If you haven't (but I'd expect good odds that you have) - try Nik Cohn's ‘Awopbopaloobop’ - written at the sunset end of the sixties with only fifteen years of pop/rock history to compress between its pages. (via an intro that back dates to the palais age) It's the perfect companion to Michael Braun's Love Me Do and almost the Old Testament of Rock Writing

  5. Was only talking to Pete Paphides this morning about Awopbopaloobop. Course when he did the tour d'horizon he only had to cover about ten years. There are sections of that book I can quote verbatim.

  6. I'm not sure the melancholy of disco is about nostalgia. I think it's a kind of tacit acknowledgement that the euphoria of the dancefloor is a pretty fleeting thing: that sooner or later the lights are going to come up and the drugs are going to wear off and you're going to have to go back to real life, which, as the lyrics of disco records are always reminding you, is full of heartbreak and woe.

  7. I think Bobby Goldsboro put it quite succinctly when he said: 'See the tree how big it's grown. But friend it hasn't been too long, it wasn't big.'

  8. I think the point about familiar music changing over time is an interesting one and I agree you don't ever really recapture the emotional connection of the early listens.
    I first heard Yes' "Close to the edge" in mono on a tinny, cheap Waltham cassette recorder in what was my first example of music of substance and depth. I still get goose bumps when I remember the feelings it stirred as I listened through several times without pause so as to absorb what I was hearing.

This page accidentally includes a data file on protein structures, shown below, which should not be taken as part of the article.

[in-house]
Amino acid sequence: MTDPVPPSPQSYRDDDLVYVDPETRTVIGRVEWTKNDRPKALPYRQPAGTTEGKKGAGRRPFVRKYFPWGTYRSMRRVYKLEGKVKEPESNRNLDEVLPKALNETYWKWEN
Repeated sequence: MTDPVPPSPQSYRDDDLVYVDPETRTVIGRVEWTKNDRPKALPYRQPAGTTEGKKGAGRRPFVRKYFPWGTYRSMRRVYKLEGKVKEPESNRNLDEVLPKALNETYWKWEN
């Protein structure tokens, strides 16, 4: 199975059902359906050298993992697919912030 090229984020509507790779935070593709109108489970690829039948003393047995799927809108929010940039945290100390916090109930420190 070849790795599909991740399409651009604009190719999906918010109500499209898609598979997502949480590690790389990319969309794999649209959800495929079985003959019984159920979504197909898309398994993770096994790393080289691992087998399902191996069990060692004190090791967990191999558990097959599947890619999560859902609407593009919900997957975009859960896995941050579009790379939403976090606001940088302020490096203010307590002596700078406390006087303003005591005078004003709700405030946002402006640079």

9. "Funny that a form of entertainment meant to celebrate the now should be so nostalgic."

    But that sentence illustrates precisely why pop music is so nostalgic, surely? With radio and TV so obsessed with the latest crazes and so eager do preempt the zeitgeist; as soon as The Next Big Thing becomes the trend, the ephemeral nature of culture – especially recorded music – means that nostalgia is the inevitable flip side. All we can do is embrace it. I used to feel happy that I'd never heard of many of the 1970s bands and albums you cherish ... but with Sara Cox starting a 'Sounds Of The 80s' show on Radio 2 this Saturday, I have to concede that even the decade that shaped those of us in our late thirties is now also the stuff of nostalgia.

  10. This is a little presumptuous, but Bob Stanley and I may be sharing a folk memory. Back in the 70s (I think), Christopher Booker (I think) made a short series of programmes about how much he hated modern architecture. Well, of course, Booker's too smart for it to be that reductive, but still.
    And I very clearly remember clips of new housing estates, Dads washing Fords while Mums kick-started twin-tubs, accompanied by "Wonderful Land". And this mattered because, pre-Arena, no one ever used pop music in documentaries, the content was simply spoken to camera. So - although the track was 15ish years old, although the Shads had been very old hat for a very long time, there was still a slight sniff of revolution in hearing Wonderful Land.
    It is a GLORIOUS record. In terms of optimism, only Telstar comes close - of course, they were released within months of each other, and of course, everything changed forever immediately afterwards.

  11. Interesting, listening again, to what is added in nostalgic terms by the strings. I had no memory at all of the strings. But there they are and there's the wistfulness.

  12. Barely in your teens? You and I were both eleven when Wonderful Land was a hit David. Hank's influence on British guitarists of the 60s is incalculable. He may seem square looking back now, but everyone from the Beatles and Clapton down will cite him as an inspiration/influence. First UK Strat, first major UK guitar band and what a great sound he had.